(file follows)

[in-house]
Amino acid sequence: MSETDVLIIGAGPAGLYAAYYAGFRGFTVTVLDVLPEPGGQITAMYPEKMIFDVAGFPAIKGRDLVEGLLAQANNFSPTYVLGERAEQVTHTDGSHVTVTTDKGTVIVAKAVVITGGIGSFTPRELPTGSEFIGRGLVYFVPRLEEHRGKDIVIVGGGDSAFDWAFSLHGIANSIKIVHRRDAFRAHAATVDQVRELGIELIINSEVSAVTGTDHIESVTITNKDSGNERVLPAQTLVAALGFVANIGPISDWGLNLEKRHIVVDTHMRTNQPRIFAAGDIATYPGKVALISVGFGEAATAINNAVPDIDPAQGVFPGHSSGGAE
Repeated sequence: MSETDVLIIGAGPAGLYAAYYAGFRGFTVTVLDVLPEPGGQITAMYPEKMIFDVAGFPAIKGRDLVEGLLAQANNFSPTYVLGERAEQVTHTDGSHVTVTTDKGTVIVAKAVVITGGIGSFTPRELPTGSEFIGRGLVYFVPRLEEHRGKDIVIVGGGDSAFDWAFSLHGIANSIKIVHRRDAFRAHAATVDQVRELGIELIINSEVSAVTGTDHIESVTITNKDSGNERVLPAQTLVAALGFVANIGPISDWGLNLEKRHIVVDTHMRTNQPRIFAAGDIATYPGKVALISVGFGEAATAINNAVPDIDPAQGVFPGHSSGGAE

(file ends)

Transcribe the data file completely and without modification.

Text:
[in-house]
Amino acid sequence: MSETDVLIIGAGPAGLYAAYYAGFRGFTVTVLDVLPEPGGQITAMYPEKMIFDVAGFPAIKGRDLVEGLLAQANNFSPTYVLGERAEQVTHTDGSHVTVTTDKGTVIVAKAVVITGGIGSFTPRELPTGSEFIGRGLVYFVPRLEEHRGKDIVIVGGGDSAFDWAFSLHGIANSIKIVHRRDAFRAHAATVDQVRELGIELIINSEVSAVTGTDHIESVTITNKDSGNERVLPAQTLVAALGFVANIGPISDWGLNLEKRHIVVDTHMRTNQPRIFAAGDIATYPGKVALISVGFGEAATAINNAVPDIDPAQGVFPGHSSGGAE
Repeated sequence: MSETDVLIIGAGPAGLYAAYYAGFRGFTVTVLDVLPEPGGQITAMYPEKMIFDVAGFPAIKGRDLVEGLLAQANNFSPTYVLGERAEQVTHTDGSHVTVTTDKGTVIVAKAVVITGGIGSFTPRELPTGSEFIGRGLVYFVPRLEEHRGKDIVIVGGGDSAFDWAFSLHGIANSIKIVHRRDAFRAHAATVDQVRELGIELIINSEVSAVTGTDHIESVTITNKDSGNERVLPAQTLVAALGFVANIGPISDWGLNLEKRHIVVDTHMRTNQPRIFAAGDIATYPGKVALISVGFGEAATAINNAVPDIDPAQGVFPGHSSGGAE